Enjoyable, though it has the feeling of a retread.


The gnome-filled fun continues in this companion book to Mayer and Horton’s charming Go Big or Go Gnome (2017).

Everygnome knows Ginger thanks to her curly red hair, but the spirited lass would rather be known for something else. When her friends Al and Gnorm remind her of the upcoming Winter Gnome Games, Ginger decides to compete to show the other gnomes that she’s much more than just awesome hair. “I can rock this!” The big day comes, and Ginger is ready. She shreds on her sled, she spins and zooms during the figure-skating competition, and she shows off her hockey skills during the curling event. Unfortunately, she doesn’t quite stick to the game rules at each competition. “Disqualified!” cries Englebert, the Grandmaster of the Gnome Games. Even readers not familiar with Mayer and Horton’s previous outing will guess what’s coming next, yet Ginger is likable enough to carry the story through its less-than-inspired second half. When a squirrel takes Al for an unexpected ride, Ginger steps up to save her friend, consequently earning the other gnomes’ respect and admiration (even the cantankerous Englebert’s). Featuring Mayer’s lighthearted narratorial voice, amusing details, and some returning characters, Ginger’s adventure also shares with its predecessor a bare-bones narrative and a nice if dull ending. Meanwhile, Horton’s dynamic illustrations continue to please with a diverse cast of gnomes—though the primary cast is an all-pale one—and scenes full of antics in winter wonderlands.

Enjoyable, though it has the feeling of a retread. (Picture book. 3-7)

Pub Date: Nov. 14, 2017

ISBN: 978-1-250-12394-7

Page Count: 40

Publisher: Imprint

Review Posted Online: Aug. 27, 2017

Kirkus Reviews Issue: Sept. 15, 2017

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Adults will do better skipping the book and talking with their children.


Social-equity themes are presented to children in ABC format.

Terms related to intersectional inequality, such as “class,” “gender,” “privilege,” “oppression,” “race,” and “sex,” as well as other topics important to social justice such as “feminism,” “human being,” “immigration,” “justice,” “kindness,” “multicultural,” “transgender,” “understanding,” and “value” are named and explained. There are 26 in all, one for each letter of the alphabet. Colorful two-page spreads with kid-friendly illustrations present each term. First the term is described: “Belief is when you are confident something exists even if you can’t see it. Lots of different beliefs fill the world, and no single belief is right for everyone.” On the facing page it concludes: “B is for BELIEF / Everyone has different beliefs.” It is hard to see who the intended audience for this little board book is. Babies and toddlers are busy learning the names for their body parts, familiar objects around them, and perhaps some basic feelings like happy, hungry, and sad; slightly older preschoolers will probably be bewildered by explanations such as: “A value is an expression of how to live a belief. A value can serve as a guide for how you behave around other human beings. / V is for VALUE / Live your beliefs out loud.”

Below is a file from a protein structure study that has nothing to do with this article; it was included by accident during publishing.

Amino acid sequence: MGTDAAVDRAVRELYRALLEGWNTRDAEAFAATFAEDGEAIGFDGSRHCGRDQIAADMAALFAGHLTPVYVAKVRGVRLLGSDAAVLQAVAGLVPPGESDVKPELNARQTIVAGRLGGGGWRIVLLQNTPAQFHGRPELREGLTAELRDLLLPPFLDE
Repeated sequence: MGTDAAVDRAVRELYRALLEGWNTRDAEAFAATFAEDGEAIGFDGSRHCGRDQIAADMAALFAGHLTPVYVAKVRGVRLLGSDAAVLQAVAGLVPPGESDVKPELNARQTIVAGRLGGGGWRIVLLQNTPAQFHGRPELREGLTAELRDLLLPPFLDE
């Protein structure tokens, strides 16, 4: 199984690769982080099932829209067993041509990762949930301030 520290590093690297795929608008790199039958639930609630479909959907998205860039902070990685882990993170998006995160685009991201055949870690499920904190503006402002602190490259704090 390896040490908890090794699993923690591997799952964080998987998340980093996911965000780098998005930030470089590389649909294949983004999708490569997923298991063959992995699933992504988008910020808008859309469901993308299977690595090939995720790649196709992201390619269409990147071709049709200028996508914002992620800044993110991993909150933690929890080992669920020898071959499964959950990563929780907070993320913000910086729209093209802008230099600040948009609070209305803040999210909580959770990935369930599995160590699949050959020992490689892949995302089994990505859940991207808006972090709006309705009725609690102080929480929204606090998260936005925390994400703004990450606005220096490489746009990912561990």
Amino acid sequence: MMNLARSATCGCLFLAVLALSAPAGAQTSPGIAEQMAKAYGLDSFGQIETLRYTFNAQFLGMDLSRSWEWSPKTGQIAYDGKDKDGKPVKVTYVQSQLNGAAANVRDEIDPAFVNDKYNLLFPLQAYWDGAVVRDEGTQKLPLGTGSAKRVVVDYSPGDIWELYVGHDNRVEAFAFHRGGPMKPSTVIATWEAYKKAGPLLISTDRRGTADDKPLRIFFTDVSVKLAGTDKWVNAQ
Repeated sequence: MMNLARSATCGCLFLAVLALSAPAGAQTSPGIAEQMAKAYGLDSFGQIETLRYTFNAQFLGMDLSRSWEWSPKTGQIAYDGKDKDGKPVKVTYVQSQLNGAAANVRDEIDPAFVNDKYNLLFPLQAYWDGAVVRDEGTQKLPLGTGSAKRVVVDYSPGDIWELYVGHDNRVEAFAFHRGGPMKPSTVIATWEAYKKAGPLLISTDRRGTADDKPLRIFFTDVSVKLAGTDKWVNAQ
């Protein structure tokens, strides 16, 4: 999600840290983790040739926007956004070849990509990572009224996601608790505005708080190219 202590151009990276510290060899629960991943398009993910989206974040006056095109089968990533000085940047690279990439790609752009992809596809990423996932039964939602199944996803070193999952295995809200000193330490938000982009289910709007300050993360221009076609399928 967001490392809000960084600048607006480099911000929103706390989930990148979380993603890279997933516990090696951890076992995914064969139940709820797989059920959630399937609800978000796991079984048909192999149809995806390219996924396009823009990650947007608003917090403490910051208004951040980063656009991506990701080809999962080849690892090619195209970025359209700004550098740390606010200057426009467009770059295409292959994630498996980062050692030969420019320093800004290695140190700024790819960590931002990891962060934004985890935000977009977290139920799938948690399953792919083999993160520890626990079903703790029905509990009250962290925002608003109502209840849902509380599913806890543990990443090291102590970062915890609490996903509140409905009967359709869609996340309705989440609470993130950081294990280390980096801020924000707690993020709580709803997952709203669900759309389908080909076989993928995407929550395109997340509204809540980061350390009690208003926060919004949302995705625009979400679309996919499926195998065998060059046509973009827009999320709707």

Adults will do better skipping the book and talking with their children. (Board book. 4-6)

Pub Date: Sept. 3, 2019

ISBN: 978-1-78603-742-8

Page Count: 52

Publisher: Frances Lincoln

Review Posted Online: Sept. 24, 2019

Kirkus Reviews Issue: Oct. 15, 2019

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A timely message in the wrong format.


This book delivers a message on the power of collective action.

As the book opens, a child looks at a lone star shining in the sky: “One star shines as distant light.” After the turn of the page, the child now sees what looks like the Milky Way: “And when stars shine together, they make our galaxy.” The book goes on to give a number of similar examples to reinforce the message of the power that comes from working together, ending with: “One of us can speak up for justice / And when we speak up together we create a world of possibility.” In the current atmosphere of strife and discord that divides our country, this is certainly a welcome message. Perhaps, though, the board-book set is not the right audience. As a picture book aimed at a slightly older group with an information page at the end explaining some of the illustrations, it might work well. As it is, however, some of the visual references will merely puzzle a toddler—and some adults. For example, a group of angry-looking people raising their fists and singing together may not look like “harmony” to a toddler—unless they know about the New Zealand haka. There is an unexplained frog motif that runs through the book that may also mystify readers. Nagara’s brilliant illustrations portray people of many ethnic backgrounds.

A timely message in the wrong format. (Board book. 3-5)

Pub Date: Oct. 5, 2021

ISBN: 978-1-64421-084-0

Page Count: 44

Publisher: Triangle Square Books for Young Readers

Review Posted Online: Sept. 24, 2021

Kirkus Reviews Issue: Oct. 15, 2021

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